It's worth noting, too, that one doesn't just increase domestic energy production by several hundred billion dollars simply by waving a magic wand. The workers and capital necessary for such an increase might well be redirected from other industries thereby reducing their output.
November 03, 2011
"It's a walkout!"
From CNN's take on it:
An Occupy Wall Street group at Harvard University staged a walk-out Wednesday afternoon of the introductory economics class of Greg Mankiw... Mankiw is the main professor in the Economics 10 class that has about 750 students... [A]bout 60 students participated in the walk-out.
I wonder if Occupy folks think that introductory political science classes are too political. I've been in undergrad English classes where the political bias was more intense and less concealed than any of my econ classes. For Occupy sympathizers: economists usually dislike the minimum wage not because it is favored by Democrats, but because it is a distortionary price control. Economists also have no influence over whether the platforms of particular political parties are more or less in line with basic economic principles. In brief, it's not that free market economists agree with Republicans, it's that they agree with us (when it suits them).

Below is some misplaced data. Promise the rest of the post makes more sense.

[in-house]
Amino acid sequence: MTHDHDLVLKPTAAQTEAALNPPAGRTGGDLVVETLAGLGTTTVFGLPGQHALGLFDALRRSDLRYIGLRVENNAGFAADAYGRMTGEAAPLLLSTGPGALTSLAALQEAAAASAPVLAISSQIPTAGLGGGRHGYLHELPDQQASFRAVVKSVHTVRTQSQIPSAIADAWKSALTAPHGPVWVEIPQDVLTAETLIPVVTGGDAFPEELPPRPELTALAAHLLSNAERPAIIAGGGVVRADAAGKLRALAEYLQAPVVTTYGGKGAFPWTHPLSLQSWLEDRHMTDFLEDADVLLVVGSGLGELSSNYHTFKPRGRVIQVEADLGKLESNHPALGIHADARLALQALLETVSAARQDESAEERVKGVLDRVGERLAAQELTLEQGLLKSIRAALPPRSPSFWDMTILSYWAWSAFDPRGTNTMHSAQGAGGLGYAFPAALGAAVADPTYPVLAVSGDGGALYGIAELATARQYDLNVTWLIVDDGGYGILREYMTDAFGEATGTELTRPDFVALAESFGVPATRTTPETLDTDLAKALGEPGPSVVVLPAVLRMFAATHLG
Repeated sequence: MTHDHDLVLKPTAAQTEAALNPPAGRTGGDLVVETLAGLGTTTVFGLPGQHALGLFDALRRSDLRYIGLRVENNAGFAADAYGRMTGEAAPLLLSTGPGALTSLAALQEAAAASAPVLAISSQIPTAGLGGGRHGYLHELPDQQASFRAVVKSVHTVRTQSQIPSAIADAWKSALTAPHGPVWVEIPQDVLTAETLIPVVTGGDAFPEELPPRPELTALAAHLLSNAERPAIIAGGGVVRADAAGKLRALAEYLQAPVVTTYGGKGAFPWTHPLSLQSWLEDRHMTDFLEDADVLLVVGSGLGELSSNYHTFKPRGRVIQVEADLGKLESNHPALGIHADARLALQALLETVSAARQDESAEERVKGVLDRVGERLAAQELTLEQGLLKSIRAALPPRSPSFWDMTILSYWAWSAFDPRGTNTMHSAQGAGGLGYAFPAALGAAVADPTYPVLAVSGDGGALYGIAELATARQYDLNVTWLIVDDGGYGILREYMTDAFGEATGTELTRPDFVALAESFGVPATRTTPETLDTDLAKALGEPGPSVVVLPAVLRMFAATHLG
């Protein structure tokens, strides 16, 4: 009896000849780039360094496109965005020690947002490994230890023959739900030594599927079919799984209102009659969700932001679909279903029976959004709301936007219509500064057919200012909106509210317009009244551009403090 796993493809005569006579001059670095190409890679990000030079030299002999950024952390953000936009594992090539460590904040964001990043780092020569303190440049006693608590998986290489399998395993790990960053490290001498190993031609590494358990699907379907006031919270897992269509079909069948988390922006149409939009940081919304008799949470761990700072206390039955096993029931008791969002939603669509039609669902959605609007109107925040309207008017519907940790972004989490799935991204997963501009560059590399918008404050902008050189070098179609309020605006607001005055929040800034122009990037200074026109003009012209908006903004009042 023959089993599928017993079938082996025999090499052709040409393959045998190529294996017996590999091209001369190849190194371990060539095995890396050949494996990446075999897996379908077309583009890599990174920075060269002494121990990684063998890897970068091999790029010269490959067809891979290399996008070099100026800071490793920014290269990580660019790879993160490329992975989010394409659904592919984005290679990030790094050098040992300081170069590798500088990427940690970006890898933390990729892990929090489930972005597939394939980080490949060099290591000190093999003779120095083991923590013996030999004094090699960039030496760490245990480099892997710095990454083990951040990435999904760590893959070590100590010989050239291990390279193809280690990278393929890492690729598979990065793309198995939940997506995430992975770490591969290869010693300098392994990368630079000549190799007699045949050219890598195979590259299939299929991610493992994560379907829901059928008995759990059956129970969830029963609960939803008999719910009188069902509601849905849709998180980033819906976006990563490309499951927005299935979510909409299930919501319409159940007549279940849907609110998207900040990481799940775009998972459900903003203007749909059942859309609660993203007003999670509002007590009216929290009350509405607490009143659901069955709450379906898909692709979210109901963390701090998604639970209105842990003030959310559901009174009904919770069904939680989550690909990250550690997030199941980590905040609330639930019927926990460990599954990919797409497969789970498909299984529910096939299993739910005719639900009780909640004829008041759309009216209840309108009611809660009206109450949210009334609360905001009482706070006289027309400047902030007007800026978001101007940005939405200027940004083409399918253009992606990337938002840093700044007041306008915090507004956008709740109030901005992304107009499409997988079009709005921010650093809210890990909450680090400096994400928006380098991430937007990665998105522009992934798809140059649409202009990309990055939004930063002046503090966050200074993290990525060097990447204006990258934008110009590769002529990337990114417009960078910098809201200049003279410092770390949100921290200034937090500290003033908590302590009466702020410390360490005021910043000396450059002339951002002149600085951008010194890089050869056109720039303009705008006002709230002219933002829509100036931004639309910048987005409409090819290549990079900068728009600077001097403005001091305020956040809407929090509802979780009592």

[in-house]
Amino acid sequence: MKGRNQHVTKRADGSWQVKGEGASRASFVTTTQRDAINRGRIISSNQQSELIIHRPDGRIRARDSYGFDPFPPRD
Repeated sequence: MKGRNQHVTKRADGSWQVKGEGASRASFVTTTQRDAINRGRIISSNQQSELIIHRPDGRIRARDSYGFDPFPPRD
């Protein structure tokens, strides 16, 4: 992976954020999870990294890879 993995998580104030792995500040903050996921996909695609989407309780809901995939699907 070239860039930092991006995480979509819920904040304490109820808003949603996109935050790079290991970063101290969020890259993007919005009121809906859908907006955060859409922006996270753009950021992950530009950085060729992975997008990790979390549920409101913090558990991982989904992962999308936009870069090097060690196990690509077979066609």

November 02, 2011
Truck, Barter, and Exchange
But not all candy is created equal, as all children will tell you. And increasingly American kids are getting an early lesson in economics — and business — by finding ways to trade their Halloween candy with friends and siblings.
Posted by E. Frank Stephenson at 08:49 AM
The statesman who should attempt to direct private people in what manner they ought to employ their capitals would not only load himself with a most unnecessary attention, but assume an authority which could safely be trusted, not only to no single person, but to no council or senate whatever, and which would nowhere be so dangerous as in the hands of a man who had folly and presumption enough to fancy himself fit to exercise it. -Adam Smith